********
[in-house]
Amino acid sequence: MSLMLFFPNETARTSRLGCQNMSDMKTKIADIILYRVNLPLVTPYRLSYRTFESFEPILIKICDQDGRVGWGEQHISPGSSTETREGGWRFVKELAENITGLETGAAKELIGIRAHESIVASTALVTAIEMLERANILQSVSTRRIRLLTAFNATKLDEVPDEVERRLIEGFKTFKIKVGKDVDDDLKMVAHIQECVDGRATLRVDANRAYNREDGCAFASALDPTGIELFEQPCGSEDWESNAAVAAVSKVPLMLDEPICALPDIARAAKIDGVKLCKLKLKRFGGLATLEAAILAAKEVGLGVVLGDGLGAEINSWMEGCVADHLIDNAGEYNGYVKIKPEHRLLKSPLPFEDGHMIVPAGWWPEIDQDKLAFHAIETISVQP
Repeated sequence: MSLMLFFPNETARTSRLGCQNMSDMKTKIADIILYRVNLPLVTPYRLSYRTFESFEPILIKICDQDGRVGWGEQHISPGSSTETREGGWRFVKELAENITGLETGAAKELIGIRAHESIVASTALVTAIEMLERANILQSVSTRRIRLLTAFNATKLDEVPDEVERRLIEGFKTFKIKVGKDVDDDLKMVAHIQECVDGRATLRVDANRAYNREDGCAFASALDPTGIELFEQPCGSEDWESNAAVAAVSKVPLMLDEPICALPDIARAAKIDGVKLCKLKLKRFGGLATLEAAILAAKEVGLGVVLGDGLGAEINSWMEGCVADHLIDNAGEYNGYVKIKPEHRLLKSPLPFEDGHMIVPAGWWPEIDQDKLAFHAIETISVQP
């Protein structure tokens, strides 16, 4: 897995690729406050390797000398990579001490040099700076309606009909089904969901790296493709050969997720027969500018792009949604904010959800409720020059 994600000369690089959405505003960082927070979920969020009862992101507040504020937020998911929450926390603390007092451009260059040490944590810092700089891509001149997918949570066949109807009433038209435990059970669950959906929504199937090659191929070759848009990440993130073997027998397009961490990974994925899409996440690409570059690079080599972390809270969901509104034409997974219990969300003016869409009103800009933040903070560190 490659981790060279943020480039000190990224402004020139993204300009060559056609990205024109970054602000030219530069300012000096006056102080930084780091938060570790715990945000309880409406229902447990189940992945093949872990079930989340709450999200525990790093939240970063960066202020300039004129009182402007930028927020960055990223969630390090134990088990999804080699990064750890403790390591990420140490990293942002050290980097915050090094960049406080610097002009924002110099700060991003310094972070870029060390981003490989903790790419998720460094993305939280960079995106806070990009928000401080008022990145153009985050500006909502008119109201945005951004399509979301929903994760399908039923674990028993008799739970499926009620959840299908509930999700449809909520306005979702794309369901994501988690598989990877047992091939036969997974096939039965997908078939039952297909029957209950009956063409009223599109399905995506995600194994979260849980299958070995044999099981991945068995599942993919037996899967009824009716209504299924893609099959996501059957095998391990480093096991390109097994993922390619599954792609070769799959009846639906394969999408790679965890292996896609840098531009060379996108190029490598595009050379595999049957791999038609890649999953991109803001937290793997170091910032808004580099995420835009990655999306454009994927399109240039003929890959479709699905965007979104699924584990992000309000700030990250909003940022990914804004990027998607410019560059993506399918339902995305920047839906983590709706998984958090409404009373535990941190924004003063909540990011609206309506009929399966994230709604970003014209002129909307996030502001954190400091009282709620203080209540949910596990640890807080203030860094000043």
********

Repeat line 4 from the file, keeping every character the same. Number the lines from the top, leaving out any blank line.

């Protein structure tokens, strides 16, 4: 897995690729406050390797000398990579001490040099700076309606009909089904969901790296493709050969997720027969500018792009949604904010959800409720020059 994600000369690089959405505003960082927070979920969020009862992101507040504020937020998911929450926390603390007092451009260059040490944590810092700089891509001149997918949570066949109807009433038209435990059970669950959906929504199937090659191929070759848009990440993130073997027998397009961490990974994925899409996440690409570059690079080599972390809270969901509104034409997974219990969300003016869409009103800009933040903070560190 490659981790060279943020480039000190990224402004020139993204300009060559056609990205024109970054602000030219530069300012000096006056102080930084780091938060570790715990945000309880409406229902447990189940992945093949872990079930989340709450999200525990790093939240970063960066202020300039004129009182402007930028927020960055990223969630390090134990088990999804080699990064750890403790390591990420140490990293942002050290980097915050090094960049406080610097002009924002110099700060991003310094972070870029060390981003490989903790790419998720460094993305939280960079995106806070990009928000401080008022990145153009985050500006909502008119109201945005951004399509979301929903994760399908039923674990028993008799739970499926009620959840299908509930999700449809909520306005979702794309369901994501988690598989990877047992091939036969997974096939039965997908078939039952297909029957209950009956063409009223599109399905995506995600194994979260849980299958070995044999099981991945068995599942993919037996899967009824009716209504299924893609099959996501059957095998391990480093096991390109097994993922390619599954792609070769799959009846639906394969999408790679965890292996896609840098531009060379996108190029490598595009050379595999049957791999038609890649999953991109803001937290793997170091910032808004580099995420835009990655999306454009994927399109240039003929890959479709699905965007979104699924584990992000309000700030990250909003940022990914804004990027998607410019560059993506399918339902995305920047839906983590709706998984958090409404009373535990941190924004003063909540990011609206309506009929399966994230709604970003014209002129909307996030502001954190400091009282709620203080209540949910596990640890807080203030860094000043």